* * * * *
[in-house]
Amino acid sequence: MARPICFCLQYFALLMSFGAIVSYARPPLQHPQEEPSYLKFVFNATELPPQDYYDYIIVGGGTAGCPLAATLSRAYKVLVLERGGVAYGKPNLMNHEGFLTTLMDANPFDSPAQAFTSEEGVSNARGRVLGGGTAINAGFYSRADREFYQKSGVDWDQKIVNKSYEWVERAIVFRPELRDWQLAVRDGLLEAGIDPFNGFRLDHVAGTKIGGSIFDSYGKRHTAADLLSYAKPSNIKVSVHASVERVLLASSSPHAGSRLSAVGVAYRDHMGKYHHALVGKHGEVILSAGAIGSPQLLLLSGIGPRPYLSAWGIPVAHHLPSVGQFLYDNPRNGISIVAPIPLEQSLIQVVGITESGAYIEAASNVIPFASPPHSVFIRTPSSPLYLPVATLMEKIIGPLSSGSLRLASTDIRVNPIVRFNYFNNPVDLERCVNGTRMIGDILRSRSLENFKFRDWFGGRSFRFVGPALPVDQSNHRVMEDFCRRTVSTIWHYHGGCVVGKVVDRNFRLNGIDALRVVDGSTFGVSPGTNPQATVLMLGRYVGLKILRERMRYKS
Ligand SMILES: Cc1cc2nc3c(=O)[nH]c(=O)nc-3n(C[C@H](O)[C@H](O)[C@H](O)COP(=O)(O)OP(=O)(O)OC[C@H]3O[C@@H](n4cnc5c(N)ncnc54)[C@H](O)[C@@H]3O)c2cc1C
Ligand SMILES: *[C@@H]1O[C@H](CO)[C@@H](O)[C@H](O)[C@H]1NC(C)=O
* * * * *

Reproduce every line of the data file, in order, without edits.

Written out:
[in-house]
Amino acid sequence: MARPICFCLQYFALLMSFGAIVSYARPPLQHPQEEPSYLKFVFNATELPPQDYYDYIIVGGGTAGCPLAATLSRAYKVLVLERGGVAYGKPNLMNHEGFLTTLMDANPFDSPAQAFTSEEGVSNARGRVLGGGTAINAGFYSRADREFYQKSGVDWDQKIVNKSYEWVERAIVFRPELRDWQLAVRDGLLEAGIDPFNGFRLDHVAGTKIGGSIFDSYGKRHTAADLLSYAKPSNIKVSVHASVERVLLASSSPHAGSRLSAVGVAYRDHMGKYHHALVGKHGEVILSAGAIGSPQLLLLSGIGPRPYLSAWGIPVAHHLPSVGQFLYDNPRNGISIVAPIPLEQSLIQVVGITESGAYIEAASNVIPFASPPHSVFIRTPSSPLYLPVATLMEKIIGPLSSGSLRLASTDIRVNPIVRFNYFNNPVDLERCVNGTRMIGDILRSRSLENFKFRDWFGGRSFRFVGPALPVDQSNHRVMEDFCRRTVSTIWHYHGGCVVGKVVDRNFRLNGIDALRVVDGSTFGVSPGTNPQATVLMLGRYVGLKILRERMRYKS
Ligand SMILES: Cc1cc2nc3c(=O)[nH]c(=O)nc-3n(C[C@H](O)[C@H](O)[C@H](O)COP(=O)(O)OP(=O)(O)OC[C@H]3O[C@@H](n4cnc5c(N)ncnc54)[C@H](O)[C@@H]3O)c2cc1C
Ligand SMILES: *[C@@H]1O[C@H](CO)[C@@H](O)[C@H](O)[C@H]1NC(C)=O